Before the show, identify which factors are important to track at the show. For example, are your promotions generating the number of visitors you expected, and are they leaving the impression on your audience that you hoped for? Preparing to calculate the ROO on some objectives will take place before the show ever begins. Make sure that all of your objectives are clarified and that you have planned exactly what will be required for your team to conduct the evaluation successfully. To illustrate, a successful trade show evaluation may require CRM software to collect data during the trade show and additional staff/labor to perform surveys and interviews during and post-show.

Collecting Data From The Trade Show

During the show, use a CRM to enter leads generated at the event and tag them to what specific show they attracted them. After the show has completed, the behavior of these leads can be followed until they make a purchase. As those leads turn into customers, their sales can be calculated into the Return on Investment or Return on Objective (depending on objective) formula.

Furthermore, exit interviews can be conducted right at the show and will help you obtain immediate feedback on your exhibit’s effect on attendees, as well as their buying intentions after visiting your exhibit. With the results you obtain through these interviews, you can determine the effectiveness of your exhibit, your staffers, your product presentation, and your follow-up efforts.

Post-show, a host of data can be collected by communicating directly with the shows attendees through phone interviews and email/snail mail questionnaires. Here is what the experts suggest when conducting this type of research:

    1. Telephone Interviews – If you’re doing research in-house, it will be your responsibility to develop the content of the questionnaire or script that your phone interviewers will be using. Creating the actual questions will be different for each reader, but in general these rules apply – keep it short, keep it simple, and make it specific with yes/no or multiple questions. Open-ended questions will make comparing results more difficult.
    2. Email or Snail Mail Questionnaires – These type of questionnaires will give you information about demographics and trends. They are best used to obtain statistical data on the attendees’ attitudes toward your company or product, and their objectives prior to the show. They can also be used after the show to determine any changes in attitude or buying decisions as a result of their visit to your exhibit. A large sample size is necessary to gather enough information for valid data.  

Additionally, it is important to be clear on the additional costs you will inherit in order to perform your surveys and evaluation. The costs and efforts required for your survey/interview campaign will be dictated by several factors:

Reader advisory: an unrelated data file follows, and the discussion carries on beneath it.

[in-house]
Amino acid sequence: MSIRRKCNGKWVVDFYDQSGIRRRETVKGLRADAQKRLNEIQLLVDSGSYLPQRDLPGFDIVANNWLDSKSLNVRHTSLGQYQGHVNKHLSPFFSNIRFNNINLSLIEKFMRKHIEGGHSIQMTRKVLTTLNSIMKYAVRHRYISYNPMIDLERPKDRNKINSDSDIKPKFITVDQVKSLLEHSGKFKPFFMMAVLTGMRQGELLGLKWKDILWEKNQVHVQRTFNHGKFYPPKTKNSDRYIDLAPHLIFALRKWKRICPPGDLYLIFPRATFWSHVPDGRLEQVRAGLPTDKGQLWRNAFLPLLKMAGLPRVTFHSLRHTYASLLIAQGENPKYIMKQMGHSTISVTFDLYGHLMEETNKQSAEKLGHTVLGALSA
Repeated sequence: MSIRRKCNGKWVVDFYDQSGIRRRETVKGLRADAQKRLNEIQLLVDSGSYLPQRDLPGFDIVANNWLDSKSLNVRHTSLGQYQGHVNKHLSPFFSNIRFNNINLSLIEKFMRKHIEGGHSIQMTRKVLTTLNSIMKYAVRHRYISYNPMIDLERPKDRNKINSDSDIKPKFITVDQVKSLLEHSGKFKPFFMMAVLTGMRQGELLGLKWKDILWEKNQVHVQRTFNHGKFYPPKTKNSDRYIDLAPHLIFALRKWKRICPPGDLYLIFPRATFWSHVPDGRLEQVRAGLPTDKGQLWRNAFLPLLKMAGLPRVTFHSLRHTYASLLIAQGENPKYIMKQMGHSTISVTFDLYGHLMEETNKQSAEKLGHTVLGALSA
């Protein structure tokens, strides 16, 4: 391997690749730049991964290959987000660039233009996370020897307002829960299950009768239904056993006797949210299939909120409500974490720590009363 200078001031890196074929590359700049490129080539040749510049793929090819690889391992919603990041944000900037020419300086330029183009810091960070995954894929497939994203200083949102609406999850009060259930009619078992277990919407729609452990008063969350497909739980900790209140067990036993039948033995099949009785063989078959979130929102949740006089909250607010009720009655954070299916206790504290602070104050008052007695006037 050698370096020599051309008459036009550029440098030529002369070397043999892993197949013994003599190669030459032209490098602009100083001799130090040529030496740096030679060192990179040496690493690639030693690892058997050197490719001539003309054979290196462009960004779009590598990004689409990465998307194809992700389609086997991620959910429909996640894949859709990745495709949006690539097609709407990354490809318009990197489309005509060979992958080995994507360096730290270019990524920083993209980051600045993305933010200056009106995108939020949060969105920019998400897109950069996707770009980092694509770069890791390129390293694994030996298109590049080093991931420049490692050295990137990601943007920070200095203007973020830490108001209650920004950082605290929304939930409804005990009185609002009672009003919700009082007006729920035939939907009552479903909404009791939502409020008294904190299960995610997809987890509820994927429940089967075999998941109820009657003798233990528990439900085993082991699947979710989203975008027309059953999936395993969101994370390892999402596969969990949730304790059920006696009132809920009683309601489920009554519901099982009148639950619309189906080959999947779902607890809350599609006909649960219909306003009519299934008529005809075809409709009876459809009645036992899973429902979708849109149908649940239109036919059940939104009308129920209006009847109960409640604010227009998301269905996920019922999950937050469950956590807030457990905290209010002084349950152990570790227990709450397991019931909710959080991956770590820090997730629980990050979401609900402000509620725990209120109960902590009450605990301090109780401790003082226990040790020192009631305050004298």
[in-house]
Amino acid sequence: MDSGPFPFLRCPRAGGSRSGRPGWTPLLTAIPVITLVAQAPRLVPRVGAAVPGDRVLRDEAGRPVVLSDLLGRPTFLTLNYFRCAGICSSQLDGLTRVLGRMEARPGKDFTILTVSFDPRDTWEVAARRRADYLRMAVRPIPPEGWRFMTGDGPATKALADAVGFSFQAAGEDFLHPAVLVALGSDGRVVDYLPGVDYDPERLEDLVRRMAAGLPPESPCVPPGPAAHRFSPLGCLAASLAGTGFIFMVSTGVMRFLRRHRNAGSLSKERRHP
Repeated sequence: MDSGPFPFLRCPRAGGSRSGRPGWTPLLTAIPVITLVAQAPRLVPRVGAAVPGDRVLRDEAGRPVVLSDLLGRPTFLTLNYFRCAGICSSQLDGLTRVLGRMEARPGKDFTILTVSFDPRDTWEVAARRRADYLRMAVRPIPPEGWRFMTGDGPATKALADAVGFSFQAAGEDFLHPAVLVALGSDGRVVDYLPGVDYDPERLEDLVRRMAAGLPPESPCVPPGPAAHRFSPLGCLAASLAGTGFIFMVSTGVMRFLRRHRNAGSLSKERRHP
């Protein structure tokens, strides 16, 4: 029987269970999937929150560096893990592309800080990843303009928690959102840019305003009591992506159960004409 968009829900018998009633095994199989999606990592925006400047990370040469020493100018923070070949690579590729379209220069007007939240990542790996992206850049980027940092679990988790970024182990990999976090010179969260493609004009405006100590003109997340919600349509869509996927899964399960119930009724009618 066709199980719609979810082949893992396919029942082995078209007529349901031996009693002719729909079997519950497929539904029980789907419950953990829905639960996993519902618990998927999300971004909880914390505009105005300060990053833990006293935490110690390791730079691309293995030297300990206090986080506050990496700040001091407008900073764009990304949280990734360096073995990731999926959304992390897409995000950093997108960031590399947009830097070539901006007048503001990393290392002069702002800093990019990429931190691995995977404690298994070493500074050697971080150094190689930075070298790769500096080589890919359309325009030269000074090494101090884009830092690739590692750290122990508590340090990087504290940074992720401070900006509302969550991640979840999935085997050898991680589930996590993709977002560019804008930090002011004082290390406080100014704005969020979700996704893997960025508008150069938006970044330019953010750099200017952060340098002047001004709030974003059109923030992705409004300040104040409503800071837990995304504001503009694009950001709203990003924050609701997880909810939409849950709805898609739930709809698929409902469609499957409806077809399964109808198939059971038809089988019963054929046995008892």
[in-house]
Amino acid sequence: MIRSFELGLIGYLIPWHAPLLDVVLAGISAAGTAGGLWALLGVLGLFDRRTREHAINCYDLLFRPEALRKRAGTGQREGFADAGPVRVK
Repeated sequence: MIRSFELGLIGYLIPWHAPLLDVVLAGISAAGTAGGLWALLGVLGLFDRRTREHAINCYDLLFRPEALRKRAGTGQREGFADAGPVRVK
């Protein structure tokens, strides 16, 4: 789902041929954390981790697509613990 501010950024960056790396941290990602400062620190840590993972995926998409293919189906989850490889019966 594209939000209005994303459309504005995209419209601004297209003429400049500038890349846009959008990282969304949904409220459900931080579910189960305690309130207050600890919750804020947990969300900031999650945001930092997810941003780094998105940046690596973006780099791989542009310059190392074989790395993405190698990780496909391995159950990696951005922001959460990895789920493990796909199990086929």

• The amount of phone interviews to be done, and the length of those calls.
  • The number of questionnaires (email of snail mail) to be sent out.
  • The number of people required to handle on-site exit interviews.
  • The time involved in completing the project.

Evaluating Your Research

Unlike ROI, ROO is mostly empirical and depending on the objective, can likely be measured right after the show has ended. For example, you could now calculate the marketing cost associated with attracting a single visitor by dividing total marketing costs by total number of visitors.

ROI calculations on the other hand, can’t always be performed immediately. Some businesses have longer sales cycles and it may take weeks or even months for show leads to become purchasers. Instead of simply waiting, run predictive ROI calculations each month until the final analysis can be completed.

How Is Your Trade Show Program Really Doing?

When your boss asks how your trade show went, your answer will be backed by hard numbers, survey answers, and results; not just a hopeful feeling that the investment the company made into your program is actually paying off. Furthermore, this will allow you to see whether your program is working, and if it is, what specific aspects are lending to the success of the program and which aspects need to be adjusted for better performance.

Once you have your evidence written up, hold a post-attendance meeting with your team. Go over the findings of your ROI and ROO report and discuss what should be done better at the next show to increase returns. If you’re lucky, you’ll find that your gut feeling was correct and you’ll have the data to confidently present your plan to management.

If you need help getting started or finding a research firm that can help, give us a call. We’ve helped dozens of companies make their programs work more effectively, and we can do the same for you. Whether you need to improve the appearance of your trade show exhibit or purchase a new booth completely, we can help with that too! Contact us today for more information.

Source: american-image.com